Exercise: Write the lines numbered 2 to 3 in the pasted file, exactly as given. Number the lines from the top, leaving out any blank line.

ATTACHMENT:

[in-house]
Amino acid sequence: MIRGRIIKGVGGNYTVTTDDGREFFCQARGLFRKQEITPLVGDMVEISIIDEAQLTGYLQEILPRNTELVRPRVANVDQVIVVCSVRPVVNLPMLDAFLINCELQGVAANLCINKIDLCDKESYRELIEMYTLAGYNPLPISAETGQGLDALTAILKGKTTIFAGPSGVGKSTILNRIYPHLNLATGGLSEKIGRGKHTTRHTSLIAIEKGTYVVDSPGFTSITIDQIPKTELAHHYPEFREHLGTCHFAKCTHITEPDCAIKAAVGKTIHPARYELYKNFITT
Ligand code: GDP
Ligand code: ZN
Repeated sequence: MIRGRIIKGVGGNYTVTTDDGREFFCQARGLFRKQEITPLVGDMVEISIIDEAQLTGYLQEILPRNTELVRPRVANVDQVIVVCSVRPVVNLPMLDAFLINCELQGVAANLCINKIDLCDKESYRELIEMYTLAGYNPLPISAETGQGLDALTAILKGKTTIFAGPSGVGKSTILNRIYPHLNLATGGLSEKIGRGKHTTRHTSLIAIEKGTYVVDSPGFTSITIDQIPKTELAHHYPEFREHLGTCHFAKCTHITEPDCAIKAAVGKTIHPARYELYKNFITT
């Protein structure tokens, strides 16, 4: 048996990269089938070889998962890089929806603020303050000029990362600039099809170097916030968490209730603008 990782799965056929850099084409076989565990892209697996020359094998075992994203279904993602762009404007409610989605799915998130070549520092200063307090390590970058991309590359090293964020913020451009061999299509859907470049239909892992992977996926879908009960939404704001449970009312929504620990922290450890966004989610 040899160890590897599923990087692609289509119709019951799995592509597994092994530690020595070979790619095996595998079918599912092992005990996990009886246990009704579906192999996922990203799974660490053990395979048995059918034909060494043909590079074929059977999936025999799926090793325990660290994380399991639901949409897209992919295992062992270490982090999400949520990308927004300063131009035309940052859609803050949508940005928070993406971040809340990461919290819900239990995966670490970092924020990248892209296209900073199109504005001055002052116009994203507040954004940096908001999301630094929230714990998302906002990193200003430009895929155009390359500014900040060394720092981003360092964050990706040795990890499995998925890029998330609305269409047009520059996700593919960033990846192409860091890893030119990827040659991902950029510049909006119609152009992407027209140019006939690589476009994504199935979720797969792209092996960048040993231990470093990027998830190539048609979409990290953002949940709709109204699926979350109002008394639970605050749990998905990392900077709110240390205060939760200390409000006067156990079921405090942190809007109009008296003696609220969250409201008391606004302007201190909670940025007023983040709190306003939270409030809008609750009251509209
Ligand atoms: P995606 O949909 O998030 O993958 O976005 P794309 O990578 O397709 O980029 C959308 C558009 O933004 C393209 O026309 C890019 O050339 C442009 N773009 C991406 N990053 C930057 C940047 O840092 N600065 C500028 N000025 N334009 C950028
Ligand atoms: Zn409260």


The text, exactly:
Amino acid sequence: MIRGRIIKGVGGNYTVTTDDGREFFCQARGLFRKQEITPLVGDMVEISIIDEAQLTGYLQEILPRNTELVRPRVANVDQVIVVCSVRPVVNLPMLDAFLINCELQGVAANLCINKIDLCDKESYRELIEMYTLAGYNPLPISAETGQGLDALTAILKGKTTIFAGPSGVGKSTILNRIYPHLNLATGGLSEKIGRGKHTTRHTSLIAIEKGTYVVDSPGFTSITIDQIPKTELAHHYPEFREHLGTCHFAKCTHITEPDCAIKAAVGKTIHPARYELYKNFITT
Ligand code: GDP